Henry is also a colleague of mine on the board of the Memphis Farmers' Market. Jones Orchard donated dibs on the fruit from 3 trees to the MFM Silent Auction, a fundraiser for the market, which is a non-profit. When I called Henry in March to set up a visit to my trees, he seemed kind of surprised. It seems that when he's done this before, people have just come on up and claimed the equivalent of 3 trees' worth of fruit. But I wanted to see the fruit develop from the flower. The process seems so much like a pregnancy to me, that I wanted to be there at something like the moment of conception.

I guess I'm kind of voyeur. Voyeuse? Anyway, I wanted to see some fruit tree sex.

Well, as I'm sure you know, tree-on-tree love isn't so smutty, but it does involve some nice lingerie. Check out these frillies:

No bee could resist.

Henry and I picked out 3 trees. He's got gazillions on Highway 51, but he marked these ones off near his house because they're heirloomish and kind of special. At least that's how I'm looking at it. It also means he can drive off any ruffians who want to get their greedy mitts on my fruit. He set up a kind of bouncer's rope-slash-police line around the trees.

In order to ensure a steady flow of product into my peach-crazy household (and all of our friends who are in on this madness), we chose varieties that would ripen in succession. The earliest to ripen will be the Intrepids, although--and more on this in my next post--they are actually replacing some of my Flame Princes (I think that's what they're called), late ripeners that, alas, were damaged by some cold weather we had in April. Not like '07's frost, but still. Really. Anyway, the Intrepids don't mind frost so much. Next are the Harrow Beauties, which are alleged to make good jam. Finally come the Redskins in late July, and the Elbertas in early August. I'm particularly looking forward to them. Elberta is the first peach name I ever knew, I think because my grandparents used to get Elberta peach ice cream in the summer.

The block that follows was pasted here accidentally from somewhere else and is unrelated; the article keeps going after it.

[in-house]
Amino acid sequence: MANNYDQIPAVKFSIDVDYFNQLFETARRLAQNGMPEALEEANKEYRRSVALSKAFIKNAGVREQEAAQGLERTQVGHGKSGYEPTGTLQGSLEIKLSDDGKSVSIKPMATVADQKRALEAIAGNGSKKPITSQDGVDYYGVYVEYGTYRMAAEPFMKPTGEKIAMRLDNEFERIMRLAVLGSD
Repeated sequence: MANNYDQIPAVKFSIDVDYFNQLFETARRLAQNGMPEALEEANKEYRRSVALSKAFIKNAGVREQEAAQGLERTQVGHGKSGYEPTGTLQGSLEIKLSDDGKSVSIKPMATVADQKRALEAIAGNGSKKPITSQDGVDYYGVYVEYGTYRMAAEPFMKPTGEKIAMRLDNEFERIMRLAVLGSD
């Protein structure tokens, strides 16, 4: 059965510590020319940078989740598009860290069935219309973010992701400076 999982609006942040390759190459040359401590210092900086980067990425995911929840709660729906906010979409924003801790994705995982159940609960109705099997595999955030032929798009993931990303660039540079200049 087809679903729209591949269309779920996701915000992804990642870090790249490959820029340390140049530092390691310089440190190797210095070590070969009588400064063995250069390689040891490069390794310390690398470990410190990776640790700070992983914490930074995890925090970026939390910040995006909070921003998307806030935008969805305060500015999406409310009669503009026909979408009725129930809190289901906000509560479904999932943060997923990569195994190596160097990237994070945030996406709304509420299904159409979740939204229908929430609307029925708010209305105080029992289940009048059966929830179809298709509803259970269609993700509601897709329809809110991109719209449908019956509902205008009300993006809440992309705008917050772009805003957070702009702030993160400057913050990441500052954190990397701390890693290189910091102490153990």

I'm planning to make some of my own and tell you all about it. More on chilly topix next time, when I show you some frost-damaged peach babies.

As a new blogger, I'm a little uncertain about my use of the 2d person. It makes me feel a bit like Mr. Rogers.

Monday, May 5, 2008

Pretty Flowers

I've seen peach blossoms from the road, I suppose. They don't look much different
from apple blossoms or cherry blossoms. Unless they are your peach blossoms, in which case their tender petals swell before your eyes with promise and mystery and parental anxiety. What if hordes of ravening deer come and nibble you? What if a prophylactic rain of volcanic ash shrouds your charms and prevents pollination from occurring?

What if there's a frost?

This question, of course, is not at all frivolous to the residents of the Memphis area. Last year, the dread Easter frost of '07 wiped out any and all fruit in the mid-South except for the strawberries, which I'm guessing were protected by row covers. For 2 or 3 nights in mid-April, the temperature fell into the 20s and in some places the teens. Because we'd had an unusually warm late winter and early spring, all the fruit trees and shrubs were already blooming or setting fruit. The frost killed all the apples, blueberries, plums and yes, most cruel, all the peaches.

We managed to find some down in Alabama on a road trip in early July, but day-to-day existence here in Memphis was grim last summer. No peaches and relentless heat. It was awful.

So you can imagine my emotional state when I acquired the rights to all the fruit from 3 peach trees at Jones Orchard up in Millington, TN. (I bid on this prize at the silent auction fundraiser for the Memphis Farmers' Market, and I didn't expect to win. I won.) Total, body-tingling excitement (I'll have peaches! So many peaches!). Abject, mind-numbing fear (What if we're jinxed?). Complete, overwhelming mania slipping swiftly into dejection (Pies! Ice cream! Chutney! Salsa! Cobbler! Jam! Canned peaches! More jam! More ice cream! Yogurt! Facial treatments! Peach kernel scrubs! Rotten peaches piling up in our kitchen and attracting fruit flies!).

But as I settled down the opportunity before me crystallized. I get to document a year in the life of a few peach trees, or several hundred peaches, from flower to pie plate. Along the way, I hope to try as many ways to enjoy a peach as I can find, with your help. I'm hoping you might find it in your hearts to share some of your favorite things to do with a peach. (Keep it clean, though--I've got a kid!)

This is my first post so I'm suffering from a bad case of logorrhea. I'll save it up for now. Next time, our first visit to the orchard.